GREAT STORYTELLERS > (SCIENTISTS + THEOLOGIANS)?

Jordan Peterson and Brett Weinstein: “Metaphorically true, but literally false.”

In my last article I broke down a conversation between Jordan Peterson and Brett Weinstein that focused on the evolutionary benefit of religion and storytelling for humanity. To quickly recap that logic:

  1. Because we can delay gratification, we form beliefs about the potential for an afterlife.
  2. Belief in an afterlife is an example of delayed gratification meant to improve our communities and the lives of our offspring yet is, “metaphorically true, but literally false.” [Brett’s quote, which contextually refers to an afterlife not being real (“literally false”), but because belief in an afterlife alters the behavior (delayed gratification) of an individual or even a tribe during their time on earth, it can improve the lives of everyone in the community and the lives of all their offspring (which makes a belief in an afterlife that improves the human species, “metaphorically true”).]
  3. Faith in and adherence to metaphor and fantasy may present us with a higher form of truth than does belief in cold, hard facts. (Which was a question posed by Jordan Peterson.)

The Critical Importance of Storytelling

I think storytellers have a responsibility to communicate the Divine.

Paramount? Yikes. That’s a lot. Now, there are undoubtedly numerous ways to push back on these ideas and the conclusions reached by both Weinstein and Peterson (on their podcast) or even my analysis of their podcast in my last article. But even if their philosophical framework contains flaws, the importance of the storyteller (or, perhaps more accurately, the stories they’re telling) in a given community remains incredibly high.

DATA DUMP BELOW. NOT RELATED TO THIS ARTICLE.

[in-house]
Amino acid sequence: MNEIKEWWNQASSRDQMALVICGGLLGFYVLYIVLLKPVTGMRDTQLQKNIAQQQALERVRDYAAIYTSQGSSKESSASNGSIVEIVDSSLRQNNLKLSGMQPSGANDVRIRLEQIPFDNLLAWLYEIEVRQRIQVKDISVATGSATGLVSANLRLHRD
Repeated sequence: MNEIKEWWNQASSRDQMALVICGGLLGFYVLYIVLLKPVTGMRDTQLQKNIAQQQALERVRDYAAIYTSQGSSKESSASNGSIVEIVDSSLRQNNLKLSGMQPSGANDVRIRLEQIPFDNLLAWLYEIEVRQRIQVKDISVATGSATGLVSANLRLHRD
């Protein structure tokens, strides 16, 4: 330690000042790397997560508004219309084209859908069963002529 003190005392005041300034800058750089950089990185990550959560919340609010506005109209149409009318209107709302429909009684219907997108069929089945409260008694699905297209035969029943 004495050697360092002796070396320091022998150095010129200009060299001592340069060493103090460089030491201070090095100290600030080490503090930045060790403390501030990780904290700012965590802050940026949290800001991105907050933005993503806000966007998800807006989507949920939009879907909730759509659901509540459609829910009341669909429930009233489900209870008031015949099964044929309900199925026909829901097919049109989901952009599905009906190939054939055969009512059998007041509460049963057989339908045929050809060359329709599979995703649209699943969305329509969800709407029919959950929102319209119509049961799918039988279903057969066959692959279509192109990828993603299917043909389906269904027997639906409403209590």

The Definition of Divine

Divine. An interesting word choice for many reasons. Let’s consider the definition of that word, Divine:

Storytelling and the Divine Message

Let’s consider the resounding implications of Jordan Peterson’s question. Here’s that question reworded by me:

  1. A means to understanding the Divine?
  2. A means by which to communicate the message of the Divine to humanity?

How Storytellers = Scientists

The definition of science:

The dual roles the storyteller must take on are: scientist and theologian.

**(Source: The American Heritage® Dictionary of the English Language, 5th Edition)

How Storytellers = Theologians

The definition of theology:

Questions for Consideration

Scientists, theologians, and conveyors of Divine truth… Is that what storytellers are? Let’s pause here to reflect and consider the following questions:

  • What implications does that have on stories and storytellers? Should we act, think, or feel differently?
  • What arguments exist that would contradict these assumptions and theories?
  • If storytellers do convey the Divine, what does that mean for society?
  • Should storytellers behave as both scientists and theologians or should they behave in some other way that I postulated here? And if so, how?

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Jay Sherer

Jay Sherer

I love storytelling. I write novels and screenplays. My latest book, DEATH OF A BOUNTY HUNTER, is out now!